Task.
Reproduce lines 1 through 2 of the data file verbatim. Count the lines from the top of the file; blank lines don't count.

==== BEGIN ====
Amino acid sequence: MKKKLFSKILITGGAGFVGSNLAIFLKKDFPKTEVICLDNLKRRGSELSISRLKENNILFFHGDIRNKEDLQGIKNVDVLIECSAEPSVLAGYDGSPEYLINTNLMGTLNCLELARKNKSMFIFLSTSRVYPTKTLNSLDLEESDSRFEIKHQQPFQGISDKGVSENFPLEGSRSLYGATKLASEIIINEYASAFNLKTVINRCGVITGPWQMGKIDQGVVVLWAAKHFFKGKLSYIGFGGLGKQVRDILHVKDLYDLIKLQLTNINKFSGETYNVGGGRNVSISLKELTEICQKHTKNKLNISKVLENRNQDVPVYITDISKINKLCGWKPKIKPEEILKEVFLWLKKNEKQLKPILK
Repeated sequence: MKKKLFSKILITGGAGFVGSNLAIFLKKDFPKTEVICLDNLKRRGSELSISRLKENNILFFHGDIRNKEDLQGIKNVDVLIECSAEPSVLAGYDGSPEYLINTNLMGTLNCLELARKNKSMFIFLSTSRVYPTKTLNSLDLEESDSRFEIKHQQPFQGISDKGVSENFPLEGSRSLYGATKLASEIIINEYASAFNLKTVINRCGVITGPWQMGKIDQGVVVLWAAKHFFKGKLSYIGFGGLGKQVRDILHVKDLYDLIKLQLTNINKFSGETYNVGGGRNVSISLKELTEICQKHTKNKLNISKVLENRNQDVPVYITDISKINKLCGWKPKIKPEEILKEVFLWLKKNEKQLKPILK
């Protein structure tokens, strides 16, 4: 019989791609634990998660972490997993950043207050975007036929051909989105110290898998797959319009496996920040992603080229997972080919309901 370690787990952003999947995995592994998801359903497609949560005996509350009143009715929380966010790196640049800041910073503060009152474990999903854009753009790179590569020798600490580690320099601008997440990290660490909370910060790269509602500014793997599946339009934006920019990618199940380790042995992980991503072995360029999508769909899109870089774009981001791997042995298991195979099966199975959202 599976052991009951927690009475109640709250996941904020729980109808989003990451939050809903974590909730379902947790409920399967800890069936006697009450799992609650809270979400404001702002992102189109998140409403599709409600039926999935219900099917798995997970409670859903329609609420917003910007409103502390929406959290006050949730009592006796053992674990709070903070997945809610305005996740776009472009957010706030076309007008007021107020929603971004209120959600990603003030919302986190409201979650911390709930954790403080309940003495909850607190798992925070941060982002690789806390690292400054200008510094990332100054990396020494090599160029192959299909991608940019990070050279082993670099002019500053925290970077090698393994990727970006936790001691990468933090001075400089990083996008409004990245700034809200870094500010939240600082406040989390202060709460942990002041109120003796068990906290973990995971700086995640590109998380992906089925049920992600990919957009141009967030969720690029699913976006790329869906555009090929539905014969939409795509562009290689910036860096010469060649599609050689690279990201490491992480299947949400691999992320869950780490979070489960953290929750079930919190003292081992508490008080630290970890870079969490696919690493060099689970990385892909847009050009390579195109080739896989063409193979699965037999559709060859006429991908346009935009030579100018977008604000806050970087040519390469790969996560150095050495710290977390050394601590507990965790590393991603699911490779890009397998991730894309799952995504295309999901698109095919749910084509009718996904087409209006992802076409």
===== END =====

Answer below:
Amino acid sequence: MKKKLFSKILITGGAGFVGSNLAIFLKKDFPKTEVICLDNLKRRGSELSISRLKENNILFFHGDIRNKEDLQGIKNVDVLIECSAEPSVLAGYDGSPEYLINTNLMGTLNCLELARKNKSMFIFLSTSRVYPTKTLNSLDLEESDSRFEIKHQQPFQGISDKGVSENFPLEGSRSLYGATKLASEIIINEYASAFNLKTVINRCGVITGPWQMGKIDQGVVVLWAAKHFFKGKLSYIGFGGLGKQVRDILHVKDLYDLIKLQLTNINKFSGETYNVGGGRNVSISLKELTEICQKHTKNKLNISKVLENRNQDVPVYITDISKINKLCGWKPKIKPEEILKEVFLWLKKNEKQLKPILK
Repeated sequence: MKKKLFSKILITGGAGFVGSNLAIFLKKDFPKTEVICLDNLKRRGSELSISRLKENNILFFHGDIRNKEDLQGIKNVDVLIECSAEPSVLAGYDGSPEYLINTNLMGTLNCLELARKNKSMFIFLSTSRVYPTKTLNSLDLEESDSRFEIKHQQPFQGISDKGVSENFPLEGSRSLYGATKLASEIIINEYASAFNLKTVINRCGVITGPWQMGKIDQGVVVLWAAKHFFKGKLSYIGFGGLGKQVRDILHVKDLYDLIKLQLTNINKFSGETYNVGGGRNVSISLKELTEICQKHTKNKLNISKVLENRNQDVPVYITDISKINKLCGWKPKIKPEEILKEVFLWLKKNEKQLKPILK